People's Assembly approves draft law on setting up Human Rights Council
Egypt, Politics, 6/17/2003
A draft law to establish National Human Rights Council was approved by the People's Assembly (PA), chaired by Speaker, Ahmed Fathi Sorour, yesterday. Under the law the new council will be affiliated to the Shura Council and is aimed at conserving and promoting human rights.
The council's main headquarters will be in Cairo and it will have full independence in practieing its activities.
The council will comprise a chairman and twenty members drawn from public figures, who have long experience of or are interested in human rights issues.
The council will also draw up a plan to promote and protect human rights in Egypt and suggest ways to implement it.
It will also receive all complaints in this field to study them and then refer them to the concerned authorities.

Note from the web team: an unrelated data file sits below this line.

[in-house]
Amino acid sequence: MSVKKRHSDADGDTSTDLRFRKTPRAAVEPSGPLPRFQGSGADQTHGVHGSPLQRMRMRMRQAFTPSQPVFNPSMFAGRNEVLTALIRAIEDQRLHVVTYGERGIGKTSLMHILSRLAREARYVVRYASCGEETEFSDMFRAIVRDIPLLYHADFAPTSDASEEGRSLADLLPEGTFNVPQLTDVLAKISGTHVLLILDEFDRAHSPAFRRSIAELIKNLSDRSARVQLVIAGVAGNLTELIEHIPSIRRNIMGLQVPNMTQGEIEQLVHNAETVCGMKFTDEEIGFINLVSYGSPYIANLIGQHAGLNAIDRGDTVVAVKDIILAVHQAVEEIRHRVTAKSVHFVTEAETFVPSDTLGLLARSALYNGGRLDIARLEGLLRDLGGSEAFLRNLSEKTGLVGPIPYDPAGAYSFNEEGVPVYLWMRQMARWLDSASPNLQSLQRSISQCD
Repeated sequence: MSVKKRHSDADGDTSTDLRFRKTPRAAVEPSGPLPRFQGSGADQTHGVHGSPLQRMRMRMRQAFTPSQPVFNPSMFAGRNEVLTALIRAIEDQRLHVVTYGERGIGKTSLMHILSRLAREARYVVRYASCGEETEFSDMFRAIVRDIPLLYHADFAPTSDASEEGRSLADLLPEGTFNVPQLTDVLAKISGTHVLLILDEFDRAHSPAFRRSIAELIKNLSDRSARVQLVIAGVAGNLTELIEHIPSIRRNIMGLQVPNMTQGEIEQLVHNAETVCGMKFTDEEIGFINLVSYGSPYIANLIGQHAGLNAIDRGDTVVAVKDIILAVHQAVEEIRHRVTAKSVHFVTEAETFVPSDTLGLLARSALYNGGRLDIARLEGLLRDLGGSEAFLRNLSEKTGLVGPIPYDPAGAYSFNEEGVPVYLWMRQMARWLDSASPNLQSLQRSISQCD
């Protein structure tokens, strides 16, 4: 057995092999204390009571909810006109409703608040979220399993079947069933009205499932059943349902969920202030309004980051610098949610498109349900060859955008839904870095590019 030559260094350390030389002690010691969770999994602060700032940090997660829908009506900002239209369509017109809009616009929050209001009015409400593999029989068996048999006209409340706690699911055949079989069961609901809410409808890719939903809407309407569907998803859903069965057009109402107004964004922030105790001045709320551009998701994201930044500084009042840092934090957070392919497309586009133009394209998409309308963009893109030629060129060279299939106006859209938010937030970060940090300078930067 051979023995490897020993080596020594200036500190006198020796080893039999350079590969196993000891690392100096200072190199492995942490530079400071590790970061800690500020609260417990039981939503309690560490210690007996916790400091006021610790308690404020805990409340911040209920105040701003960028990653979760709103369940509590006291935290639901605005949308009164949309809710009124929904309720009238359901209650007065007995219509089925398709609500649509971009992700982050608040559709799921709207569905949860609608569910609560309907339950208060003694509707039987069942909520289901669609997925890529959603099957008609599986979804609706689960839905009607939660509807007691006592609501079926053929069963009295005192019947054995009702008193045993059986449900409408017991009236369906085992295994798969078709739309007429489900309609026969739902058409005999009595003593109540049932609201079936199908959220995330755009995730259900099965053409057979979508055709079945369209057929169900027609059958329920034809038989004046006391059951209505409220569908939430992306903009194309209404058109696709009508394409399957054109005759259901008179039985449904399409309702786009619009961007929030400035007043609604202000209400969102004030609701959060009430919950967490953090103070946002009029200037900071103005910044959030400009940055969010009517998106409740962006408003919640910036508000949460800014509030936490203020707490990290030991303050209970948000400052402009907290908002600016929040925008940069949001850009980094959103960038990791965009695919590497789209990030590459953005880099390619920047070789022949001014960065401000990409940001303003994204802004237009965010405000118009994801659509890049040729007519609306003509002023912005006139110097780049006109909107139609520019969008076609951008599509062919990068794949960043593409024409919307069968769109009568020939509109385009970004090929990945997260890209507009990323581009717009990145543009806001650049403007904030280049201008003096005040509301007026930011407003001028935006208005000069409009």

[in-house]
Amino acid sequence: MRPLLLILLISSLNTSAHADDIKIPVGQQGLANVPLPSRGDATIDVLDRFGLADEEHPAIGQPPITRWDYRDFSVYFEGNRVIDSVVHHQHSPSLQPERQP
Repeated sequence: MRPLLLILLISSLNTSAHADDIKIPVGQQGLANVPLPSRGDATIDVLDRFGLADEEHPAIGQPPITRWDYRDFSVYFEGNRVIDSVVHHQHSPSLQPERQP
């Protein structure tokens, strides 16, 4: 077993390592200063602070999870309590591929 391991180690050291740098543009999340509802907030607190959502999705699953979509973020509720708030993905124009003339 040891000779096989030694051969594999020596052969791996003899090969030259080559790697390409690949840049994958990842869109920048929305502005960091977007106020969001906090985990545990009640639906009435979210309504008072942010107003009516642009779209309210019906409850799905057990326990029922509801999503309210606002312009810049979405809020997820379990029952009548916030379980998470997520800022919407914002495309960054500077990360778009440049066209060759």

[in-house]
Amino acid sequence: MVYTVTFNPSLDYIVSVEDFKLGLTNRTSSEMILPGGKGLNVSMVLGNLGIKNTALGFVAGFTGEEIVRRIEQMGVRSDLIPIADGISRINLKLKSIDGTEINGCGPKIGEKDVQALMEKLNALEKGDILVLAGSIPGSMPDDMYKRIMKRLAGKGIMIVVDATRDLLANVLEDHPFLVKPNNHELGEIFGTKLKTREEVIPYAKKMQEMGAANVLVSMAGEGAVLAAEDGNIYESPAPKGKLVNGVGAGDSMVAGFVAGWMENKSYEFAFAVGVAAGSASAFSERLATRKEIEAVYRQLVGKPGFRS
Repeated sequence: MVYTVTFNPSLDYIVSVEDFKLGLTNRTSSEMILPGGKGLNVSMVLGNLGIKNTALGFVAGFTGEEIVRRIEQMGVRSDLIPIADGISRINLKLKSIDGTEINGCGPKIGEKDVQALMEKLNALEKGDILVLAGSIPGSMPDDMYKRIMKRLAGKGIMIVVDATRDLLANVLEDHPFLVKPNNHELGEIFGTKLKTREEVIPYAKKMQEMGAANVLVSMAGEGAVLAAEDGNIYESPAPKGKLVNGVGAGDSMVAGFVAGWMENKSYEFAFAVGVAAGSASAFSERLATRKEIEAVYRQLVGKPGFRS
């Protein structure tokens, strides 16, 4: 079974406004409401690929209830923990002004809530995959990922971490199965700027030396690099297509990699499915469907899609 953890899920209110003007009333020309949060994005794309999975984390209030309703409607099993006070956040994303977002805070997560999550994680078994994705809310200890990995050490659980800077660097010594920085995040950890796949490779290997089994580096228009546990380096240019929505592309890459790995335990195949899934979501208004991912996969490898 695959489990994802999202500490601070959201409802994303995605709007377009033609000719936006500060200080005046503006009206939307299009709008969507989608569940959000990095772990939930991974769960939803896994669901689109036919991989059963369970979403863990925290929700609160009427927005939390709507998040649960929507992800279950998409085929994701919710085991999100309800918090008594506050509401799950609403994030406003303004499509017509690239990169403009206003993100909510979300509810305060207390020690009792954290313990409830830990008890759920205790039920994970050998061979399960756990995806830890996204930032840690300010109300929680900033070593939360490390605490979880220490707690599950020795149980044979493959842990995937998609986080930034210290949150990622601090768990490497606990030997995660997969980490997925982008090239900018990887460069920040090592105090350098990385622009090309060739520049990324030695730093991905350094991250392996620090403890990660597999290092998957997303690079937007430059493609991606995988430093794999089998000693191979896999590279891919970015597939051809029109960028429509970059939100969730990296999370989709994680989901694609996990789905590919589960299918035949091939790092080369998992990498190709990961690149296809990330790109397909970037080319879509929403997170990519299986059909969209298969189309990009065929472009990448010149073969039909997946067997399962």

Permanent committees affiliated to the council will be formed in the areas of civil, political, economic and union rights.
The National Human Rights Council will produce an annual report on its activities and submit suggestions, within the framework of its specialization, to be presented to President Hosni Mubarak and the PA Speaker.
Minister of Justice Counsellor Farouk Seif Al Nasr said that President Mubarak was keen not to affiliate the Human Rights Council to the Presidency or that it be established by a Republican Decree in order to ensure its independence.
Tagammu Party Chairman Khaled Mohieddin said the National Human Rights Council is a "new experience and a step forward which we welcome."
ΚΚΚ Wafd Party representative Fakhry Abdel Nour said that the Council is a message of respect of human rights and an expression of the good intentions of the government. He welcomed the step.
Representative of the Nasserite Party Hussein Boghdady approved the bill and said it "added much to democracy."
Some members called on the government to announce names of the council's members and its chairman. They challenged that the new council should group representatives of all political currents. It's worth mentioning that the 16 members who represent the outlawed Muslim Brotherhood (Ikhwan Moslemeen) approved the draft law, which comes in line with the Islamic Shari'a. They expressed hope that the government would take other steps for public freedoms.
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